B. For his face (vv. 27-30)
1. When God asked Jacob to give his name, Jacob knew he was cornered. “Who are you?” God asked. “Deceiver, Supplanter,” Jacob replied. Jacob had to admit his devious past: that he lied to his father Isaac, swindled his brother Esau out of the birthright, and ran away from his family, his homeland, and his God. God was purging Jacob of his former identity by giving him a new name—Israel, meaning “he strives with God.”
2. Jacob’s experience was surely intimate, eye-opening, and life-changing. He is full of amazement at this encounter. For Jacob understood that normally to see God “face to face” is to meet one’s death. Yet because of God’s steadfast love and kindness, Jacob’s life has been delivered. So he named the place “Peniel” which means “face of God,” memorializing the plot of ground where he wrestled with God, clung to God, saw God’s face, and limped away a changed man. Despite the mess of his life Jacob had made, God will strengthen him. One commentator put it like this: “Meeting God face to face meant that he could now look Esau directly in the eye.” When a believer experiences the salvation of God, no other danger can strike the same kind of fear in his heart.
God sometimes gives you severe mercy to expand your spiritual vision, to open your eyes to his wonderful face. But you must understand his painful divine “touch” as a mercy, otherwise the experience can just as easily harden you. When you cling to God for anything without the desire to look into his wonderful face, your heart will remain unchanged. When God calls your name, he wants you to stop wrestling him, start clinging to him, and look at him. He wants you to admit who you really are. Jacob said, “I am a deceiver, a trickster, a self-sufficient and proud schemer.” When you feel the painful divine touch, recognize it as his severe mercy. Look at him and admit who you really are apart from God’s transforming grace in you. “I am a sinner, and I don’t deserve your steadfast love and kindness.” Then admit your particular idols, perhaps like this: “I confess that my life only has meaning if (1) I have power and influence over other, or (2) I have a certain level of wealth, financial freedom, and very nice possessions, or (3) my family is happy and happy with me.” Strive to look God in the eye, clinging to him by leading with your limp.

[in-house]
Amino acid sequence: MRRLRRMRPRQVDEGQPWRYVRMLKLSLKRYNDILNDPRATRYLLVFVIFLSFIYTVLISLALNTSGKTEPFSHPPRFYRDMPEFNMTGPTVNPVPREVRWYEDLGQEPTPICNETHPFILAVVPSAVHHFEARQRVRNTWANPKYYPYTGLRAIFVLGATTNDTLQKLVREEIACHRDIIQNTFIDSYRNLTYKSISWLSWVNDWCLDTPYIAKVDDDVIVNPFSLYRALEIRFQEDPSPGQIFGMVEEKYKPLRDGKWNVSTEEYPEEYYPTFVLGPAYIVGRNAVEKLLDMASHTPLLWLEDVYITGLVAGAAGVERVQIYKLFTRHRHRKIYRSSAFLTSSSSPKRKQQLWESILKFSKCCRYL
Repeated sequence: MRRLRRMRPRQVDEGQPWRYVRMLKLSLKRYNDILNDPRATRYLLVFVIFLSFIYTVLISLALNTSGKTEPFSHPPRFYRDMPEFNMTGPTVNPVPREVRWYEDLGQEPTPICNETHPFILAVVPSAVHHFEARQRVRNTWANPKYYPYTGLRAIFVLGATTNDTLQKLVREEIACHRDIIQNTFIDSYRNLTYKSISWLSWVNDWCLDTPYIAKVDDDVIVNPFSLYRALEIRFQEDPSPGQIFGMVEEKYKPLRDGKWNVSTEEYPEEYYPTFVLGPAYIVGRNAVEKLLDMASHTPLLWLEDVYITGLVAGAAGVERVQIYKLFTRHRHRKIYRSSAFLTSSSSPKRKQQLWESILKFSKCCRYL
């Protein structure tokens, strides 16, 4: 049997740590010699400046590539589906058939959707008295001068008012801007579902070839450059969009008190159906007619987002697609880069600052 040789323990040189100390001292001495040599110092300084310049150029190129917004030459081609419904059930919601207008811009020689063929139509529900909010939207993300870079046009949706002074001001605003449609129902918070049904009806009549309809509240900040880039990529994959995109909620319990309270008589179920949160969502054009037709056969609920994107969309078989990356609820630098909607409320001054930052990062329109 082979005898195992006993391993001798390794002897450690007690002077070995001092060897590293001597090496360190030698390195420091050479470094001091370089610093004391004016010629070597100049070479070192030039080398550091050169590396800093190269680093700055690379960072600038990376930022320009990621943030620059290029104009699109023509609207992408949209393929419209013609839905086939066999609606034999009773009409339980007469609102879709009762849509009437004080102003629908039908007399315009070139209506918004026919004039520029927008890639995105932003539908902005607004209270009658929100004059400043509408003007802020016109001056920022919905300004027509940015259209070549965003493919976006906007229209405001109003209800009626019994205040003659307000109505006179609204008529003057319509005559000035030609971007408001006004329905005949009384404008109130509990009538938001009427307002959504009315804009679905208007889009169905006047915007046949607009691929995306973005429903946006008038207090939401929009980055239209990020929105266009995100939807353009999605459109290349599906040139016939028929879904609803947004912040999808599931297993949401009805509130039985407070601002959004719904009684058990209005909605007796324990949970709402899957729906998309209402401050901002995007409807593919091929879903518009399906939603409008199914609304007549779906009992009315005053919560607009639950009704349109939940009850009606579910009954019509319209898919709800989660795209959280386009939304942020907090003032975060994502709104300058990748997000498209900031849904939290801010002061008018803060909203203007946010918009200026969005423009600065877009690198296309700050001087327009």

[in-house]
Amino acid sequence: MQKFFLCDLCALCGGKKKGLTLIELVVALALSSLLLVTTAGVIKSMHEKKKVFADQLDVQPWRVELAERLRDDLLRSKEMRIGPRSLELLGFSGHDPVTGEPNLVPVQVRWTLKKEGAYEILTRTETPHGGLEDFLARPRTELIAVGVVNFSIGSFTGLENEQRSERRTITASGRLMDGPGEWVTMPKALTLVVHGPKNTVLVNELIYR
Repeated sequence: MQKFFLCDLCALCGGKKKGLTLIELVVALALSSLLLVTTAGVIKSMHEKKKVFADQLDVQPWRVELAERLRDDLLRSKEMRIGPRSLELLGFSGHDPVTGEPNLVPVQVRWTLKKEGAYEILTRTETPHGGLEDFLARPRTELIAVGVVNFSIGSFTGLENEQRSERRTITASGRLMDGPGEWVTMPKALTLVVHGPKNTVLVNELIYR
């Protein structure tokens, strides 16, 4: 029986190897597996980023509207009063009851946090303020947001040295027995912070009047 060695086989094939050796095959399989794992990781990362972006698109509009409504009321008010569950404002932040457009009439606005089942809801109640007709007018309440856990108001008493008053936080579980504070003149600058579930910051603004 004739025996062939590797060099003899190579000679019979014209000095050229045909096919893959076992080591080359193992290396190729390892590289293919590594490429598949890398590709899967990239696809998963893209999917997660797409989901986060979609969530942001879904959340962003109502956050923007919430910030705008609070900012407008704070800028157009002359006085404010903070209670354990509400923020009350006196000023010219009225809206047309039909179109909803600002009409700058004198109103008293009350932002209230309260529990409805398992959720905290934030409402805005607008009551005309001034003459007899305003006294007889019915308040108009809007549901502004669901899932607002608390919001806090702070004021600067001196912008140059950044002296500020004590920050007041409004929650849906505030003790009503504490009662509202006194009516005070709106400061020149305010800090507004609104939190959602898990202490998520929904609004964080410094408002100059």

C. For the limp (vv. 31-32)
So when the sun rose on Peniel, Jacob passed by, but limping because of his injured hip. His encounter with God has left him permanently changed—physically disabled and spiritually enabled. The limp reminds Jacob he is powerless and dependent when faced with God. The night of Jacob’s fear is transformed into the day of Jacob’s hope. The limp is the spiritual posture of the saint. The Christian does not prevail in physical strength but in spiritual strength. When I am weak, then I am strong (2 Cor 12:10). Believers gain the victory, but it is a crippling victory. In this way we are humbled and thus give glory to God.
Learn to love your limp. Cling to your limp. It is a gift, a kind of severe mercy that reminds you to prevail through Christ by desperate prayer, wrestling and clinging to God in your weakness. Don’t go looking for a limp, but thank God for yours. Praise him for your particular limp. Tell others about God’s goodness in giving you a severe mercy when you needed it most. And here is the most important lesson. Don’t miss it: never stop clinging to the One who limped for you.
This story of Israel wrestling God should remind us of Jesus who is the True Israel, the one who strove with God and men and ultimately prevailed. Jacob’s wrestling match is but a shadow of Christ’s wrestling with God on the cross. Jacob was alone with God, wrestling through prayer. Because of his sin and history of deceitfulness, Jacob did not merit God’s blessing, yet God finally blessed him when Jacob refused to let go. In his weakness, Jacob prevailed. But what hope is there for you and I when we let go, when our strength fails. Jesus is your hope! How? Jesus did merit God’s blessing, and when he wrestled with God in prayer on the cross, he was not delivered so you would be. Through his weakness others are made strong. Jacob walked away with a limp even though he had seen God face to face—a divine encounter that should have left him dead. Jesus died on the cross while his Father turned his face away. Jesus agonized for a divine encounter that should have brought him life. Yet through his death Jesus prevailed. Jacob struggled with and clung to God that his own sins might be forgiven, his own fears might be calmed, and that God might look upon him with favor. Jesus struggled with and clung to God that our sins might be forgiven, our fears might be calmed, and that God might look upon us with favor. And Jesus even walked away with his limp: with power, glory, and resurrection life, but also with wounds in his hands and side! Through the triumph of Christ believers also prevail. Through your weakness you move from wrestling with God to clinging to God, which makes you strong in Christ.